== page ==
Spitfire P8074
P/O Roland ‘Bud’ Wolfe suffered engine failure on a routine convoy patrol. An American, he was with 133 (Eagle) Squadron RAF. This was made up of largely of fellow volunteer pilots from the USA. (At this stage of the war the US was still neutral)
‘Bud’ Wolfe was flying from RAF Eglinton (now City of Derry Airport). On the 30th November 1941 as he turned back for Eglinton, in a ‘permitted corridor’ that took him over neutral Eire his engine seized just shy of the border with the UK. He baled out leaving his Spitfire to bury itself in a peat bog on Glenshinny mountain hillside
The neutral status of Eire meant that Bud was interned and ended up in the Curragh prison camp with both fellow RAF flyers and those of the Luftwaffe that had been forced to land or bale out within Eire. Unlike a prisoner of war camp, those held had much more freedom, having given their parole they were even allowed into the local town on the understanding that would return.
After America entered the war following Pearl Harbor, Bud decided it was time to return to the war. On December 13th he caught a train from Dublin to Belfast and by the afternoon he was back with his squadron.
However, a political storm erupted over the affair and the neutral government of Eire threatened to withdraw the parole terms enjoyed by the other Allied internees – unless Bud Wolfe went back to the Curragh. A week later he was back in prison. Only in October 1943 did the southern Irish authorities return all Allied combatants. Bud returned to fly with the RAF and ultimately with the 78th Fighter Group at Duxford.
Following losses of aircraft during the Battle of Britain, wealthy Canadian business man and MP for Macclesfield, Sir Garfield Weston funded the purchase of initially 7 Spitfires (later to total 20). P8074 was the first and bore the title ‘Garfield Weston I’ on the tank cover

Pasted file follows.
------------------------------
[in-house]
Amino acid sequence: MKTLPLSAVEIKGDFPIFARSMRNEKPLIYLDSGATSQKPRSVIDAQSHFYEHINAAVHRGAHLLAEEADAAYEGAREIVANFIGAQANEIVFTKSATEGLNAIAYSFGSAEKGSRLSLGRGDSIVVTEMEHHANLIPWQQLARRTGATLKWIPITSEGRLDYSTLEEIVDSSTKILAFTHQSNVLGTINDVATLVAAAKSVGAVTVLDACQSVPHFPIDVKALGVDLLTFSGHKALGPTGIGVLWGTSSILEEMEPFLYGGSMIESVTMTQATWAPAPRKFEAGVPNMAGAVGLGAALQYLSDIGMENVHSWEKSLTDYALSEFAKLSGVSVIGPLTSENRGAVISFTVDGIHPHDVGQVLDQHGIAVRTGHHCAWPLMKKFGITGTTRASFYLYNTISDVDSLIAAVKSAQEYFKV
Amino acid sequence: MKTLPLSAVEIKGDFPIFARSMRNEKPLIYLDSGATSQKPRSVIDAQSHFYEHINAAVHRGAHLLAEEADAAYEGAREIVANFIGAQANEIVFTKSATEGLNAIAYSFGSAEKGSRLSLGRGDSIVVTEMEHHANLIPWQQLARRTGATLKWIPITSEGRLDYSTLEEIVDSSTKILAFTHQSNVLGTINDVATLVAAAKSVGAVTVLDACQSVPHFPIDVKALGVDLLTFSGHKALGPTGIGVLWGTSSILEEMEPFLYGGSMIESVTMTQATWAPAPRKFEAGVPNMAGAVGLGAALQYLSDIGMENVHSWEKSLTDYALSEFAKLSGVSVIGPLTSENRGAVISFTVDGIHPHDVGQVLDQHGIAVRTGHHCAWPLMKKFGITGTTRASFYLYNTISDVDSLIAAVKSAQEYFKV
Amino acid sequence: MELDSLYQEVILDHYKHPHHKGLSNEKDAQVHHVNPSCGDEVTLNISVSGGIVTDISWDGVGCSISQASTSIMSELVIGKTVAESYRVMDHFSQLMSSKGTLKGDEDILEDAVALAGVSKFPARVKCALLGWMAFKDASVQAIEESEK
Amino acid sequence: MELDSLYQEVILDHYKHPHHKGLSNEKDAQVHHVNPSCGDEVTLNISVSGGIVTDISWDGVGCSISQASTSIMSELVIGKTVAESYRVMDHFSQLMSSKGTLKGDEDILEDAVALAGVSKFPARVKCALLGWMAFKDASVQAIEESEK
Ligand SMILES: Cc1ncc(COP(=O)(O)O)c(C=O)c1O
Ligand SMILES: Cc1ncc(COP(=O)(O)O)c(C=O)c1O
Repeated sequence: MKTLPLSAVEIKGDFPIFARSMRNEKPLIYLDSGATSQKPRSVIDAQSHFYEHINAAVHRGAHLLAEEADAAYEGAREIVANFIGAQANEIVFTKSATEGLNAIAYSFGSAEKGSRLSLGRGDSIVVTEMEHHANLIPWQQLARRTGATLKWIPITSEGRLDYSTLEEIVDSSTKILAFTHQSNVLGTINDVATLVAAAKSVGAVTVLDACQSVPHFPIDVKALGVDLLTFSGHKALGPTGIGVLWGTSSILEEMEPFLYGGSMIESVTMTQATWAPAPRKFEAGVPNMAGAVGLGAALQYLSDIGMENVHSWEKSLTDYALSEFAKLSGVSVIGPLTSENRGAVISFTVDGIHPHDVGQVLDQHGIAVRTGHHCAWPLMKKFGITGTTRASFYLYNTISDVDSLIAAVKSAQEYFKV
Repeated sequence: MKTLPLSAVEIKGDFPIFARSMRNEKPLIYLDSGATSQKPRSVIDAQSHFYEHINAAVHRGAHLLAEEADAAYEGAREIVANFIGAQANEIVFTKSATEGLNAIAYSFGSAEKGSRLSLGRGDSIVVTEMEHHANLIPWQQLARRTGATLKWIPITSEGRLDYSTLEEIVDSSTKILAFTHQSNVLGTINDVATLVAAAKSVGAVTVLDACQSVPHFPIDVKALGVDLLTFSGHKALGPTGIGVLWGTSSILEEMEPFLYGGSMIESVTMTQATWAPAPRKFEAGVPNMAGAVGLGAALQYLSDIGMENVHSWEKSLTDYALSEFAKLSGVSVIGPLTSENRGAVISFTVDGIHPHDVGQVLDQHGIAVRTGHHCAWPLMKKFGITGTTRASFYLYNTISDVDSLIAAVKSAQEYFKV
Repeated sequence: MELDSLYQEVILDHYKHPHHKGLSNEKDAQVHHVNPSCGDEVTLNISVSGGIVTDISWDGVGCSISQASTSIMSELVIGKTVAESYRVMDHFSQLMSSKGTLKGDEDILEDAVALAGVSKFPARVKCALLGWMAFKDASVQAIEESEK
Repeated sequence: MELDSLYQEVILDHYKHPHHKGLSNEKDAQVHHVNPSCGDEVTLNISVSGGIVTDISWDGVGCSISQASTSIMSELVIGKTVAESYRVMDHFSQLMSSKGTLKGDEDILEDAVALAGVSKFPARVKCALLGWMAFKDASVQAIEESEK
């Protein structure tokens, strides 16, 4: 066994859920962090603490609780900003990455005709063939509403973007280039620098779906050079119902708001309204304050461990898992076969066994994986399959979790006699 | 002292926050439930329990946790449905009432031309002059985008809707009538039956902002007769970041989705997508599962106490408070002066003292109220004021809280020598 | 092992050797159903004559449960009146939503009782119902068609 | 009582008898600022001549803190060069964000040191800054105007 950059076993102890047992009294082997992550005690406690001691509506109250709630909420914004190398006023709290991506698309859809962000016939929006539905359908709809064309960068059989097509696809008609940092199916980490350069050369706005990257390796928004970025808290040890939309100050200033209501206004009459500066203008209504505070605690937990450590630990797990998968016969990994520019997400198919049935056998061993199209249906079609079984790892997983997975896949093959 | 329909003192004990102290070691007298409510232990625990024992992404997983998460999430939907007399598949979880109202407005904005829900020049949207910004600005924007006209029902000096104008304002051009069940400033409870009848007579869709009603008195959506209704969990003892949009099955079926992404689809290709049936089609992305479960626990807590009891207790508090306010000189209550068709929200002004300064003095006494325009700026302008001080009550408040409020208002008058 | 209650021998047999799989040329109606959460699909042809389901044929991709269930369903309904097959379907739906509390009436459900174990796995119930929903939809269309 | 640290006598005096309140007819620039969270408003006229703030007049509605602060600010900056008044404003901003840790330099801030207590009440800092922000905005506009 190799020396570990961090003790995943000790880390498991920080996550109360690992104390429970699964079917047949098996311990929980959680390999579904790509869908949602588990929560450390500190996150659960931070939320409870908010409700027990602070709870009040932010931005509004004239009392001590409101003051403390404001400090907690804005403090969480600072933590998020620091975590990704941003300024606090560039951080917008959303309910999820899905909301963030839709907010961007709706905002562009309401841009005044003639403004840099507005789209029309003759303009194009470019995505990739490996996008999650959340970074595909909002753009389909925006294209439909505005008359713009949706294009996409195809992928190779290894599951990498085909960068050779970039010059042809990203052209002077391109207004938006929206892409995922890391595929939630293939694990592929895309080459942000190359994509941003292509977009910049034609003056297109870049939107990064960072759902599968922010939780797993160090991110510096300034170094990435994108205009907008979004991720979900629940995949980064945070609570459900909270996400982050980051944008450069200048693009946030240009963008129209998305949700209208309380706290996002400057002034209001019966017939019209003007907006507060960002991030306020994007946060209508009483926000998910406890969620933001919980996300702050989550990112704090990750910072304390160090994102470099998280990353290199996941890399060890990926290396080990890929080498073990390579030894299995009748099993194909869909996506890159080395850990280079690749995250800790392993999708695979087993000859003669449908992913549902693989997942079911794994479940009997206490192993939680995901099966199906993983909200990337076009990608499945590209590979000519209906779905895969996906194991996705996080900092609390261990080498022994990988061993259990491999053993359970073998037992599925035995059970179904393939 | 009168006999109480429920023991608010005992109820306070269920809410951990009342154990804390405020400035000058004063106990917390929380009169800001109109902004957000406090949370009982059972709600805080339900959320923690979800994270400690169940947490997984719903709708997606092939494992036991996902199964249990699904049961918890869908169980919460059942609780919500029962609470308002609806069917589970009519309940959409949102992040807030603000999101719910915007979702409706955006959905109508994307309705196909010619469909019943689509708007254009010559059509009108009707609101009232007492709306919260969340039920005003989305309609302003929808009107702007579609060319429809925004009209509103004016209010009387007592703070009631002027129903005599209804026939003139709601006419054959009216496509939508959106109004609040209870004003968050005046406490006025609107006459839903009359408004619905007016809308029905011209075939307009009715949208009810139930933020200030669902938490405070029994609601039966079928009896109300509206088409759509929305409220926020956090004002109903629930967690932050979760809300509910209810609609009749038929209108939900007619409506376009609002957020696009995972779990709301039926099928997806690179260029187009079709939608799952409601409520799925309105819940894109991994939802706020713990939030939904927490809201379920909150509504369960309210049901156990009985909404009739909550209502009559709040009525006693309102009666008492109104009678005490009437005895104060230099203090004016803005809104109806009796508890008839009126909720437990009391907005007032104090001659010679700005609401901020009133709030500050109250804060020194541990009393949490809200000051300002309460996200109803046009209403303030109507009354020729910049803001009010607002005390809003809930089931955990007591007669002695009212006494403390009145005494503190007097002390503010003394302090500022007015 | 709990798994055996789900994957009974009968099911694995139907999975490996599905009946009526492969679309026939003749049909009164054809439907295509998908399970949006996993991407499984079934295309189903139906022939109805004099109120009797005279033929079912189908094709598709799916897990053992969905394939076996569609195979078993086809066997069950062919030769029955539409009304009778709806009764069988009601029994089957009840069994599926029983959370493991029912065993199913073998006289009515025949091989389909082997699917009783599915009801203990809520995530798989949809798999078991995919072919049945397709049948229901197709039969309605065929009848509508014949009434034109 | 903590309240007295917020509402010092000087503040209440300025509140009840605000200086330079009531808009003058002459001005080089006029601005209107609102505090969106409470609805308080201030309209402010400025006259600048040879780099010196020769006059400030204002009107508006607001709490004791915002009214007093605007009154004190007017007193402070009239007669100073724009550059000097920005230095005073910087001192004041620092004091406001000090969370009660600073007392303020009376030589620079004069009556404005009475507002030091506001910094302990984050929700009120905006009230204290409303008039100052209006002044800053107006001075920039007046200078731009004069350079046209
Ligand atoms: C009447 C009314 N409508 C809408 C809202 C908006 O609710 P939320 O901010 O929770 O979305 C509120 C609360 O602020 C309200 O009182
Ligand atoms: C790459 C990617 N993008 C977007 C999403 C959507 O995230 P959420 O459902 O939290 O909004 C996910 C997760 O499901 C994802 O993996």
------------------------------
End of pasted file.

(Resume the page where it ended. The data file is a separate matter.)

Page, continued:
The crash site of P8074 lay in a remote peat bog and proved initially difficult to locate. Whilst checking sites that might be suitable for inclusion in the then forthcoming BBC series ‘Dig WW2’ the hunt for the site began in earnest. Having been led to what was believed was the location by a local enthusiast and having only found a very few fragments the search was abandoned for the day, a day that had included all 4 seasons of weather. Having a film crew with us meant frustration for the Derry based production company 360 Productions as well as us. However on the trek back to the vehicles parked a good mile back on the road a shallow depression was spotted that looked out of place. As it was approached the detector confirmed that the crater wasn’t natural. The film crew & local guide some 100 yards ahead got their reward after all.

The recovery was indeed filmed and shown as part of the programme (as was Spitfire EN223). The excavation revealed a huge amount of the Spitfire, including notable items such as Bud Wolfes flying helmet removed prior to baling out and the tank cover with the ‘Garfield Weston I’ legend intact. Early items to see light of day again were the 6 Browning .303 machine guns (2 had been recovered in 1941). The Irish Army were on hand to remove these and the ammunition found. However when examined the gun were found to be in remarkable condition, so much so that one able to be test fired.
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